ENISA have published a useful set of controls and best practices for managing the risks in a Bring Your Own Device (BYOD) program. They identify three groups of controls
- Legal, Regulatory and HR
- Technical (Device, Application, User and Data)
Throughout, the focus is on the owners, not the devices, which seems right. If the owners don’t understand the need for behavioural and technical controls and aren’t provided with the skills and motivation to follow them, then with full control of the device they can ignore or override them anyway. For example it may be cheaper and more effective to support staff in appropriate use of social networking tools rather than to try to impose software on all their devices to prevent loss of business information. BYOD programs should therefore be voluntary, with owners making a positive choice to share their devices with their organisations, understanding and accepting the responsibilities that brings.
There are some interesting ideas on how to encourage participation in the programme, including provision of support, offer of additional services, or even financial benefits! It strikes me that at least the first two have beneficial side-effects for the organisation too. Making things work well for those who participate in the official scheme may bring into the fold those who would otherwise try to connect their devices unofficially (I remember universities achieving successful deployment of quality wifi by a similar technique). Providing or recommending services such as webmail and storage means that the organisation can direct users to options that satisfy the security requirements of both users and the organisation.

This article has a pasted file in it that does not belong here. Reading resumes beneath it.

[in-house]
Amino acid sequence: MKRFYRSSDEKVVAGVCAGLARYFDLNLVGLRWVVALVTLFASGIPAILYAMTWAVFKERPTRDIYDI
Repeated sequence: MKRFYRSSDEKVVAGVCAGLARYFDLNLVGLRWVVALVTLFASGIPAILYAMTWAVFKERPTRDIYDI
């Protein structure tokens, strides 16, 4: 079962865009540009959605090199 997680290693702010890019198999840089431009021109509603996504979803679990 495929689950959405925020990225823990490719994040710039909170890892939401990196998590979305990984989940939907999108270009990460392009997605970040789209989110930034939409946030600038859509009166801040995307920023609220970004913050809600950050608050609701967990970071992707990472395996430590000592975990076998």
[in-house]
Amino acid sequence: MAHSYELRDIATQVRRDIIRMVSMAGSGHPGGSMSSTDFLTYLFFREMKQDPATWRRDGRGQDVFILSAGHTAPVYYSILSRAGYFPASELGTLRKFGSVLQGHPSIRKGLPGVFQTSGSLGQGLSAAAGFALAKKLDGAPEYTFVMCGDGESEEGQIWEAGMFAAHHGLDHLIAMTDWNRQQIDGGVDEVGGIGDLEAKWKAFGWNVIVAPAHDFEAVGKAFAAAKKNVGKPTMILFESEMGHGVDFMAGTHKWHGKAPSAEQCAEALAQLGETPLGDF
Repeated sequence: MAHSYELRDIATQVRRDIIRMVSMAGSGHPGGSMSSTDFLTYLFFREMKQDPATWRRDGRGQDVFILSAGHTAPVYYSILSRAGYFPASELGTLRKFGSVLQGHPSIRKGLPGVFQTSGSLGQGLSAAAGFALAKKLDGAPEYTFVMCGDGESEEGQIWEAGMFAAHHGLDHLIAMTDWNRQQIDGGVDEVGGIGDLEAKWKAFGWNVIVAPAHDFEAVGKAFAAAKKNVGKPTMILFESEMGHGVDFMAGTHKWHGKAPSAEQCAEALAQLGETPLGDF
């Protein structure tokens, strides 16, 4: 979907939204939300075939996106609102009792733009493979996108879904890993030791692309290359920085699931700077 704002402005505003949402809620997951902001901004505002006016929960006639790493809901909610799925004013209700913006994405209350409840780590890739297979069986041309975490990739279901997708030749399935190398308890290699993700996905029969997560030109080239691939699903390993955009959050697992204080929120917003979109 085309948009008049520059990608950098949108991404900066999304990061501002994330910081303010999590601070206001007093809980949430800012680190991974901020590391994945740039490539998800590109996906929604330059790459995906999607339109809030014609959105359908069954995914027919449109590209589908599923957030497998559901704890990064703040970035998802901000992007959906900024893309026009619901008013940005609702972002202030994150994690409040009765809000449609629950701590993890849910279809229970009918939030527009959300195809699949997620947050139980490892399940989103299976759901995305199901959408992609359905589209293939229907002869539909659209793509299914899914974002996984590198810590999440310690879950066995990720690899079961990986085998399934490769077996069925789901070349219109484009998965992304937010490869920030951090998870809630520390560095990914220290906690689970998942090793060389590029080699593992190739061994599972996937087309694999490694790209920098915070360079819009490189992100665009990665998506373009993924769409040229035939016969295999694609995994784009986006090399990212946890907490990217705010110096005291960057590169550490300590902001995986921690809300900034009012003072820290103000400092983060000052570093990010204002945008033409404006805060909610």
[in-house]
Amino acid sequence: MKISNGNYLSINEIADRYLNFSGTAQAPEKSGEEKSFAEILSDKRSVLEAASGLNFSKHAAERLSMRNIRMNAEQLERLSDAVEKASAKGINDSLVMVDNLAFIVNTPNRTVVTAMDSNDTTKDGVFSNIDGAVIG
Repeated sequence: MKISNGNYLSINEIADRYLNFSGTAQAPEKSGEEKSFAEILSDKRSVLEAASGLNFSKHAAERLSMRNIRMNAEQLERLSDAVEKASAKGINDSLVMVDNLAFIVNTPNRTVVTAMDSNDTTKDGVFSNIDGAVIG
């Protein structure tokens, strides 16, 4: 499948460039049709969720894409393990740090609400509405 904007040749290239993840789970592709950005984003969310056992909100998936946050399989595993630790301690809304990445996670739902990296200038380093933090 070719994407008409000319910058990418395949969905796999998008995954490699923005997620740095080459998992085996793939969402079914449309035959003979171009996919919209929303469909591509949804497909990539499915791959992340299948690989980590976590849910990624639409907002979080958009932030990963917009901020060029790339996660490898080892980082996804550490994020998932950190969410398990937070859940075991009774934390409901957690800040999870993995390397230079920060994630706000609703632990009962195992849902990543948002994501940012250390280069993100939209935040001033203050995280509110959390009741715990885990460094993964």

There are interesting ideas on keeping organisational and personal use separate, not just in technical terms but also in policy. An explicit policy that organisational support staff and management software will only look at organisational data and applications should help staff/owners trust that their privacy is being respected and encourage them to respect the organisation’s interests in return.
Finally there’s a recognition that this is a very rapidly changing area where new technologies and practices quickly move from brand new to completely routine. Organisations need to work with their staff to incorporate BYOD into their existing systems for managing information security to ensure this is done in a way that benefits both.